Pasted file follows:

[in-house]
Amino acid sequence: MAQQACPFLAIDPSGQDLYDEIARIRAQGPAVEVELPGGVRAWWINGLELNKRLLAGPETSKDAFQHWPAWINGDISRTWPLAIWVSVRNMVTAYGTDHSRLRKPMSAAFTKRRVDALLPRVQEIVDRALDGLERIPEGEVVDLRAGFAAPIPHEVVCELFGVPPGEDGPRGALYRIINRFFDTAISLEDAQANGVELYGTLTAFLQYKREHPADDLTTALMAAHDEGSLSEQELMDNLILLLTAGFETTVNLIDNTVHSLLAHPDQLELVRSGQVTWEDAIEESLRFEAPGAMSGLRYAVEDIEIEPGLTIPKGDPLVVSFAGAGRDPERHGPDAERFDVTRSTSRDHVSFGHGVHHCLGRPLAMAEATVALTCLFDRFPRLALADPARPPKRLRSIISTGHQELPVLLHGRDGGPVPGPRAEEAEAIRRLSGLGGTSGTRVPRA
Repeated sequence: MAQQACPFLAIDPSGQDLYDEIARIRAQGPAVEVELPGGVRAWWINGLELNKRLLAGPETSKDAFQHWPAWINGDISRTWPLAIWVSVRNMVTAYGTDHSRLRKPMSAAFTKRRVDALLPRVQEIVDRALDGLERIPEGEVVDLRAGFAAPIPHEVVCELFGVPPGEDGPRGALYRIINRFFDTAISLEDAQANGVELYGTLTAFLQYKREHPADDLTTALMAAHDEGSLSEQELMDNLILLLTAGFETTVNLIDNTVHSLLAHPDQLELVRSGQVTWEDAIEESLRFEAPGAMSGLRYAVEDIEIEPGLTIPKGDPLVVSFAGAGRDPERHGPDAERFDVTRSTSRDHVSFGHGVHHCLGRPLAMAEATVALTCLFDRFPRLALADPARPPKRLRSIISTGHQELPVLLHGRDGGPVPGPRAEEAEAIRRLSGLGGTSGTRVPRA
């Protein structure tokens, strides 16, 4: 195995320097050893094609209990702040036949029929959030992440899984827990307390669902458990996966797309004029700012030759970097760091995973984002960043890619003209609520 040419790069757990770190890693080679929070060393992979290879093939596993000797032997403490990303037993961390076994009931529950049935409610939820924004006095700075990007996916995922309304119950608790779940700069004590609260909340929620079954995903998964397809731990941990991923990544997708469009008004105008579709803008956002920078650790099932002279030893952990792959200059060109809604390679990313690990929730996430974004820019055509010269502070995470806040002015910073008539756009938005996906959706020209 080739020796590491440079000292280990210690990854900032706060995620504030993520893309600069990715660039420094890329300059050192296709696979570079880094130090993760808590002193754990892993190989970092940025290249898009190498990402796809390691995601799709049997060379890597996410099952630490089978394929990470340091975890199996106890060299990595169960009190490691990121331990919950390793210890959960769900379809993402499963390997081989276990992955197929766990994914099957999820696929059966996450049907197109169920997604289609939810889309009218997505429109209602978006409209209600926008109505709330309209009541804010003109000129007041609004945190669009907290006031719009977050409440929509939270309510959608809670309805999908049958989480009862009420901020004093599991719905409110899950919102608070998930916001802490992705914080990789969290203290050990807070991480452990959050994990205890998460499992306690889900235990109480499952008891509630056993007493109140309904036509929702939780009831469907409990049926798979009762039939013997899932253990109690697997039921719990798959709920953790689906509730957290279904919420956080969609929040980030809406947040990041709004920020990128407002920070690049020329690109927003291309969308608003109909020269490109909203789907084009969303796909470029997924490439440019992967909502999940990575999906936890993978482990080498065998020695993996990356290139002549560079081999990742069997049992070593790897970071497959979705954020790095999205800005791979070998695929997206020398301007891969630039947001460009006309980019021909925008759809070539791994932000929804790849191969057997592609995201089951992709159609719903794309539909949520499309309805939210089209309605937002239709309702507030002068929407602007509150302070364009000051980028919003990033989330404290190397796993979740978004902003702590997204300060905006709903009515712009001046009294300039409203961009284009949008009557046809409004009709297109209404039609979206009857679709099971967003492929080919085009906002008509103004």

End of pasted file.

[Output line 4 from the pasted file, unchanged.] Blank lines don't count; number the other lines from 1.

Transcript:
């Protein structure tokens, strides 16, 4: 195995320097050893094609209990702040036949029929959030992440899984827990307390669902458990996966797309004029700012030759970097760091995973984002960043890619003209609520 040419790069757990770190890693080679929070060393992979290879093939596993000797032997403490990303037993961390076994009931529950049935409610939820924004006095700075990007996916995922309304119950608790779940700069004590609260909340929620079954995903998964397809731990941990991923990544997708469009008004105008579709803008956002920078650790099932002279030893952990792959200059060109809604390679990313690990929730996430974004820019055509010269502070995470806040002015910073008539756009938005996906959706020209 080739020796590491440079000292280990210690990854900032706060995620504030993520893309600069990715660039420094890329300059050192296709696979570079880094130090993760808590002193754990892993190989970092940025290249898009190498990402796809390691995601799709049997060379890597996410099952630490089978394929990470340091975890199996106890060299990595169960009190490691990121331990919950390793210890959960769900379809993402499963390997081989276990992955197929766990994914099957999820696929059966996450049907197109169920997604289609939810889309009218997505429109209602978006409209209600926008109505709330309209009541804010003109000129007041609004945190669009907290006031719009977050409440929509939270309510959608809670309805999908049958989480009862009420901020004093599991719905409110899950919102608070998930916001802490992705914080990789969290203290050990807070991480452990959050994990205890998460499992306690889900235990109480499952008891509630056993007493109140309904036509929702939780009831469907409990049926798979009762039939013997899932253990109690697997039921719990798959709920953790689906509730957290279904919420956080969609929040980030809406947040990041709004920020990128407002920070690049020329690109927003291309969308608003109909020269490109909203789907084009969303796909470029997924490439440019992967909502999940990575999906936890993978482990080498065998020695993996990356290139002549560079081999990742069997049992070593790897970071497959979705954020790095999205800005791979070998695929997206020398301007891969630039947001460009006309980019021909925008759809070539791994932000929804790849191969057997592609995201089951992709159609719903794309539909949520499309309805939210089209309605937002239709309702507030002068929407602007509150302070364009000051980028919003990033989330404290190397796993979740978004902003702590997204300060905006709903009515712009001046009294300039409203961009284009949008009557046809409004009709297109209404039609979206009857679709099971967003492929080919085009906002008509103004």